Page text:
The Cubs appeared to solidify what was already a deep and talented bullpen by acquiring lefty Justin Wilson at the trade deadline. Wilson has been mostly ineffective, however, while the team’s other key relievers have been unreliable, to put it kindly, over the past few weeks. It’s not quite a major area of concern at this point, considering the track record of the group, but it’s probably alarming enough to at least take a look at adding a reinforcement from the Minors, even one that began the season in High-A.
Maples’ rise didn’t begin immediately after the team converted him to a reliever a few years back. His numbers out of the ’pen were unimpressive in 46 appearances in the low minors from 2015-16, but something has apparently clicked in 2017. In 51 appearances across three levels, including his last 16 with Triple-A Iowa, the 25-year-old has a 2.74 ERA, 6.2 H/9 and 14.3 K/9. The walks are a concern (5.3 BB/9), but he’s only walked more than one batter in three of his combined 30 appearances in the upper minors. It’s also worth noting that Carl Edwards Jr. had a 6.0 BB/9 in 24 Triple-A appearances last season but went on to finish the year as one of the best relievers on the World Series champs.
Walker’s already difficult path to the Majors could not have taken a worse turn during the past offseason. With limited at-bats available in Baltimore behind Chris Davis and Mark Trumbo, the right-handed hitting first baseman was designated for assignment in February. The likelihood of a better opportunity lied ahead. But it never came. By the time the regular season started, he had been claimed on waivers by three different teams—Braves, Reds and Diamondbacks—that employed superstar first basemen who rarely miss a game. In late March, he was designated for assignment a fourth time, only to clear waivers and remain with the Diamondbacks.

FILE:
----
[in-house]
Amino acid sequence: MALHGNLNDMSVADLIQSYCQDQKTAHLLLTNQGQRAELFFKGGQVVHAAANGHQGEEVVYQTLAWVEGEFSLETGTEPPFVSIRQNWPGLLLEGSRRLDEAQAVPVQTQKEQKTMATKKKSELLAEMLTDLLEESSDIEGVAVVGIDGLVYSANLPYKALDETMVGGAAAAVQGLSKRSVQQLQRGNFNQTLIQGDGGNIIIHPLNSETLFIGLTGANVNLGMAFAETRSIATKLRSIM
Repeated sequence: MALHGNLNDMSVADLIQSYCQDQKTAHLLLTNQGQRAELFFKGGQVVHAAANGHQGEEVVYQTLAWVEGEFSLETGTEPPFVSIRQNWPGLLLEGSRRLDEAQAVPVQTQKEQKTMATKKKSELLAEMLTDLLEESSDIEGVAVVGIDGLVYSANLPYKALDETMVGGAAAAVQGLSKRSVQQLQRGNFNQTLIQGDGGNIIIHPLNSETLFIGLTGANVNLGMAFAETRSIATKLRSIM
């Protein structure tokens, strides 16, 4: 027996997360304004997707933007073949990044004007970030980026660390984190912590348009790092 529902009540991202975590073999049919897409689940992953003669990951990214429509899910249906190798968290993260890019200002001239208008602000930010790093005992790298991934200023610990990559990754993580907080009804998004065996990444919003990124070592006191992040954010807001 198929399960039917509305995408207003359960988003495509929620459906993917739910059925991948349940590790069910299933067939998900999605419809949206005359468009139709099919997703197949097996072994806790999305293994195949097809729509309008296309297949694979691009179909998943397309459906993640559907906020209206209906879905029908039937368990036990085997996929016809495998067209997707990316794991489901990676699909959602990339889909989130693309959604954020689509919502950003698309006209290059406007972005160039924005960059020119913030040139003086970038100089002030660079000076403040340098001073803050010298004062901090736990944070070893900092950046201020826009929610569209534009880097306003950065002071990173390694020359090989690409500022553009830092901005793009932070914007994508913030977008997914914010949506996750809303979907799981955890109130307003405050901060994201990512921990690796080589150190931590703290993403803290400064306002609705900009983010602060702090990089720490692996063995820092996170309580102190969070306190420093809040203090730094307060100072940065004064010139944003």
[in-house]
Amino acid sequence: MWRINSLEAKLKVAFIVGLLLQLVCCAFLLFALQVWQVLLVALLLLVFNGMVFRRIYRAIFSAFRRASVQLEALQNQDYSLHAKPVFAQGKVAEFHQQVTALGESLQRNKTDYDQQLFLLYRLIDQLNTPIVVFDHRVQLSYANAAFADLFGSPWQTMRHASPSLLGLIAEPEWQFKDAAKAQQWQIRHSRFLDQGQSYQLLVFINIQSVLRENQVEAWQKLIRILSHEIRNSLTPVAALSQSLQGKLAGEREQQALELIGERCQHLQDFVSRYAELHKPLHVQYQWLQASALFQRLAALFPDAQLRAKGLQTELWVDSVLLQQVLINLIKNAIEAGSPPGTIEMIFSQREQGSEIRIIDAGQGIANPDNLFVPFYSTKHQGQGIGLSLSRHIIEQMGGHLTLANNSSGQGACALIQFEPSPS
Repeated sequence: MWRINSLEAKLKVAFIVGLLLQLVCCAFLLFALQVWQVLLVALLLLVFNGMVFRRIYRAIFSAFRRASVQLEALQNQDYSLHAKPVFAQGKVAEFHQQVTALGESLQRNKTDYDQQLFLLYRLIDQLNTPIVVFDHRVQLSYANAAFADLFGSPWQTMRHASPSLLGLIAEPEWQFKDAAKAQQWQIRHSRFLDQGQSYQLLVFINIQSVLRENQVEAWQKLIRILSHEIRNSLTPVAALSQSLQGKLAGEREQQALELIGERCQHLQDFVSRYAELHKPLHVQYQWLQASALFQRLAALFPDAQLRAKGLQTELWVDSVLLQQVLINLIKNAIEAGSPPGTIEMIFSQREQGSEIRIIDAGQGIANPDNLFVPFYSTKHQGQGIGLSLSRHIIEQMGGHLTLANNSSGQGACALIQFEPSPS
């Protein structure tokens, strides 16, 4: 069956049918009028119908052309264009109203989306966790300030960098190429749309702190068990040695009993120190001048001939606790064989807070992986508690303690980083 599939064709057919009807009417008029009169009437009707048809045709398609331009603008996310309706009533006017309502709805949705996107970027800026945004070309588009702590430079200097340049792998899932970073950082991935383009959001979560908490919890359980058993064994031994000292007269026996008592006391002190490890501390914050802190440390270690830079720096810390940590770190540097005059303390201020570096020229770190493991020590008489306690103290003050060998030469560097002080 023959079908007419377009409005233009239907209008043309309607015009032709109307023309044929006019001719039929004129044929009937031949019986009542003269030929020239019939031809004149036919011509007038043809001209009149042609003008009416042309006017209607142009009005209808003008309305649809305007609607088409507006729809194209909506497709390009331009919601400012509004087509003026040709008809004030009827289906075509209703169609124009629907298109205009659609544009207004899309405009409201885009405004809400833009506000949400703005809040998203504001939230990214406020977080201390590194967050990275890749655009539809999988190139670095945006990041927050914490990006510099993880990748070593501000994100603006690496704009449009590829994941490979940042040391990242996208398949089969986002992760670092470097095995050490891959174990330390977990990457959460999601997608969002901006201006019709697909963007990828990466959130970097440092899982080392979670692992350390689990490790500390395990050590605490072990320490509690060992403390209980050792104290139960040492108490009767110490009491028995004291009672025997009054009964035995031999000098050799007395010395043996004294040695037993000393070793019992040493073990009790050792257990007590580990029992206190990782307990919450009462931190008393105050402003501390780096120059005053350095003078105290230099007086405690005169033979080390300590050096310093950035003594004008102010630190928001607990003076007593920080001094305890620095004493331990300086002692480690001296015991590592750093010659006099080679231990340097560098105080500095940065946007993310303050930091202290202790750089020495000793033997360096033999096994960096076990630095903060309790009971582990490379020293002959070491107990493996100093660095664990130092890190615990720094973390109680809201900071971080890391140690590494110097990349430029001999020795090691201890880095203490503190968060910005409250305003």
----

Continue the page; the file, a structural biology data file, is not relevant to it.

To his credit, the 26-year-old did not let the limited opportunity and removal from the 40-man roster affect him at the plate. After putting up what would be slightly below-average numbers for a first baseman in Triple-A during parts of the previous three seasons, Walker has taken his game to another level in 2017. In 565 plate appearances, he’s been the Diamondbacks’ Triple-A version of Paul Goldschmidt, slashing .312/.384/.609 with 32 homers and 34 doubles. While the Pacific Coast League is more hitter-friendly than the International League, where Walker played previously, his improved walk and strikeout rates (145 BB, 406 K from ’14-16; 58 BB, 97 K in ’17) are indications that a better approach at the plate has helped lead to his success.
A September call-up is in the cards as the D-backs have gotten very little from their pinch-hitters in ’17 (.636 OPS), but they’d also do Walker a huge favor by either trading him in the offseason to a team where he has a chance to play or removing him from the 40-man roster—assuming he’s added in September—so he can opt for free agency.
Photos courtesy of USA Today Sports Images.